Advice on Planting Green and for Biodiversity, from Nic Guerra (Barbican Gardener) and the Barbican Wildlife Group

Planting in Barbican troughs

The trough should be lined with BEO black plastic refuse bags – three to a trough – with three1cm holes punched at intervals per sack. The holes will prevent water clogging the compost and using bags help with refreshing the compost, as the bags can be lifted out of the trough separately.
Place small stones, broken terracotta pots, polystyrene packaging, cat litter, gravel etc, to a depth of 5 cm at the bottom of each plastic bag. This helps retain moisture and again prevents water clogging the compost.
Use the best quality affordable multi-purpose peat free compost. Peat comes from peat bogs, which are unsustainable, as well as being homes to wildlife. Expect to need at least 20 litres per black bag and fill each bag up to 2cm from the top of the trough.
Choose plants you like, as long as these benefit bees and butterflies and, of course, the kitchen. Easy maintenance plants that don’t need a lot of watering are perhaps the most practical choice, as even when it rains, balconies don’t get wet. Suggestions for plants are below but try not to buy plants which have their roots growing out of their pots, as this is a sign of an old plant getting pot-bound.
Water the plants whilst still in the pots they came in, at least half an hour before replanting, which makes for easier removal. Pots can be squeezed gently to assist and, once out of the pot, the roots can be very gently massaged apart between finger and thumb. Before replanting, the compost should be watered so it is damp to touch but not soggy.
Lay out the plants how you would like the trough to look, bearing in mind the advised ultimate size. But trailing plants should go along the front of the trough, to grow over the balconies. Scoop out a hole in the compost a little wider than the circumference of the root clump and no deeper than the base of the stem. Put the plant in the hole and then fill in the rest of the hole with compost pushing it gently but firmly around the plant up to the base of its stem.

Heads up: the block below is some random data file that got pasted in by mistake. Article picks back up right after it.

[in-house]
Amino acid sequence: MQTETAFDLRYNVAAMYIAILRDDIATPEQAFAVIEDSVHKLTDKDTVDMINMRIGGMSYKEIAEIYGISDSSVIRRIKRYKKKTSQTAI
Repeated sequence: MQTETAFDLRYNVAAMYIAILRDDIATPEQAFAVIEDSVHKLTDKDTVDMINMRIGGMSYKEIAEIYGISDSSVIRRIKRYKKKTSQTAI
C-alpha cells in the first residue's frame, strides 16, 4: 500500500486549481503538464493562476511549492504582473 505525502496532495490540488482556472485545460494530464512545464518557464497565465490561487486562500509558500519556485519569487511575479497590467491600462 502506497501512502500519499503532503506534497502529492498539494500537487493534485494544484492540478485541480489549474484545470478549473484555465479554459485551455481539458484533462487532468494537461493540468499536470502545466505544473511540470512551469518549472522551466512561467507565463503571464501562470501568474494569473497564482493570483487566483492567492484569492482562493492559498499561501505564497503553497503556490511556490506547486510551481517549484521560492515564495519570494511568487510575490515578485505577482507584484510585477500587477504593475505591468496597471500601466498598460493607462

When satisfied the plant is firmly located, finish off the planting with a gentle sprinkling of water around the plant, avoiding the foliage, if possible.

Plant care

If a good quality compost has been used, good quality plants should not require feeding during the growing season. However, when washing out milk cartons with tap water, the contents can be used for watering plants. A few torn-up tea bags and coffee grounds, dug into the compost, won’t go amiss either.
Any brown looking leaves should be removed, especially before watering or if they’ve fallen on the compost, as this will prevent disease. If you do see black or green fly, aphids etc. and really don’t want them, just pick them off and rub between finger and thumb. A weak solution of washing up liquid – preferably Ecover or equivalent – can be gently sprayed on the leaves but please don’t use any other chemicals.
Watering can take time and it’s best to water regularly rather than drenching. Ideally, watering should be done in the morning or evening, in any event not when the sun is at its hottest. The best method is to water slowly from one end to the other end and then returning. A good test of whether the watering has been sufficient, is to push a finger 2cm into the compost to make sure it’s damp all the way down but don’t water so that it splashes up onto the stem or leaves.
When blooms have faded or died, snip them off, as this may encourage new growth. Some leaves should be left on herbs to enable them to flower and provide food for bees and butterflies.
In an ideal world, the compost should be replaced after every growing season but this would be expensive, so perhaps replace a third each year. However, digging in fresh compost with the old and mixing well would be fine, as long as the compost isn’t compacted. Spent compost must be placed in the black rubbish bags for disposal as general waste.

What you need – some suggestions

Tools and equipment:
A watering can, gardening trowel, spray bottle and gardening gloves – to avoid the feel of compost – are ideal but not essential. A jug, spoon, an empty washing up liquid bottle and resistance to the feel of compost will suffice!

Annuals – plants that generally have a single season life-span:
Cosmos; Petunia; Sunflower; Cornflower; Nasturtium; Calendula; and, of course, Geranium but not pelargonium as these are sterile and of no benefit to biodiversity. Choose varieties such as Geranium Roxanne; Renardii; Pratense; Orion; Mavis Simpson; and Ballerina, all of which are sold as perennials.

Perennials – plants that have a life-span of more than one season:
Aster; Sedum; Pinks; Lady’s Mantle; Ivy; Honeysuckle; Vinca; Wallflower; Lavender; Scabious; Phlox; Helenium; Campanulas: and Salvias.

Herbs – all perennials:
Rosemary; Sage; Thyme; Marjoram; Chives; Mint (best left in pot to control roots); and Tarragon.

If buying online, there are several retailers selling peat free compost as well as nurseries selling plants grown in peat free compost.

The kestrel which has made the Barbican Wildlife Garden her home. Thanks to BenM @StargazerBen for the photo.